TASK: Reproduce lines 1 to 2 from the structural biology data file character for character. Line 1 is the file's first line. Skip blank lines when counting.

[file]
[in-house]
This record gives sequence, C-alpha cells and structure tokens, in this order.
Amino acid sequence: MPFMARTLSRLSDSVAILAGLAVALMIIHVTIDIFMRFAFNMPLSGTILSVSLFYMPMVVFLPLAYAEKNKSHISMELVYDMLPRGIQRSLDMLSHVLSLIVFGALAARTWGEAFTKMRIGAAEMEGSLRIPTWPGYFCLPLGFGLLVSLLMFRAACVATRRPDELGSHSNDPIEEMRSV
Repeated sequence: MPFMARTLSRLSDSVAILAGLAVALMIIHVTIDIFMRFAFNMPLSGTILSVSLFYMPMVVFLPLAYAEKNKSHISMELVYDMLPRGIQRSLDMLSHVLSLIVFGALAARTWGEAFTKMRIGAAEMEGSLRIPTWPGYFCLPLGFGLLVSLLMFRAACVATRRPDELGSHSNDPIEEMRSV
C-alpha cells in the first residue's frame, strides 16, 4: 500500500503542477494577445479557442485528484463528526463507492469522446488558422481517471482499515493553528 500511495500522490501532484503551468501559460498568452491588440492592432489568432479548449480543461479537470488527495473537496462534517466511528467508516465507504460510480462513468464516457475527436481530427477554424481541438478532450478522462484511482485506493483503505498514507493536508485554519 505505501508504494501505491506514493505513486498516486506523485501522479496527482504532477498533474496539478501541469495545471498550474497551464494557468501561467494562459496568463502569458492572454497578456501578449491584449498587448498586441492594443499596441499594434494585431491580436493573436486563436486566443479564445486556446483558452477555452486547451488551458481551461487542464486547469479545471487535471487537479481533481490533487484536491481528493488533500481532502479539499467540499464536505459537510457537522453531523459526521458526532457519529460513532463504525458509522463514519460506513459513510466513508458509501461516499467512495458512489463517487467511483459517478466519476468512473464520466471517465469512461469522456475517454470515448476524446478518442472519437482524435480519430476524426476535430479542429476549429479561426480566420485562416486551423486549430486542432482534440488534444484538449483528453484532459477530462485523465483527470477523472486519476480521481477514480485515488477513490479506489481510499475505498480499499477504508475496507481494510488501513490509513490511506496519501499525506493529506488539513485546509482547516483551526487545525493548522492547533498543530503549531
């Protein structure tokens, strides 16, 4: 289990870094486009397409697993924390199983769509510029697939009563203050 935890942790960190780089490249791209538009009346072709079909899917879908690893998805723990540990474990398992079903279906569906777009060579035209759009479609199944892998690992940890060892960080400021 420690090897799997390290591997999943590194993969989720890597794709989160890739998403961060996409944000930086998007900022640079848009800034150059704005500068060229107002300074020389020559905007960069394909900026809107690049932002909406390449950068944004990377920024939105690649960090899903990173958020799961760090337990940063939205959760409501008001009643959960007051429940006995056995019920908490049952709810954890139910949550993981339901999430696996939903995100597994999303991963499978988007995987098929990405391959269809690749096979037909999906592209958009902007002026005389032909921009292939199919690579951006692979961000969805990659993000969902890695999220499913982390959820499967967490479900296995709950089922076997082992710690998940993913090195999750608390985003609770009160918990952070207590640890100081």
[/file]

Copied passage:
[in-house]
This record gives sequence, C-alpha cells and structure tokens, in this order.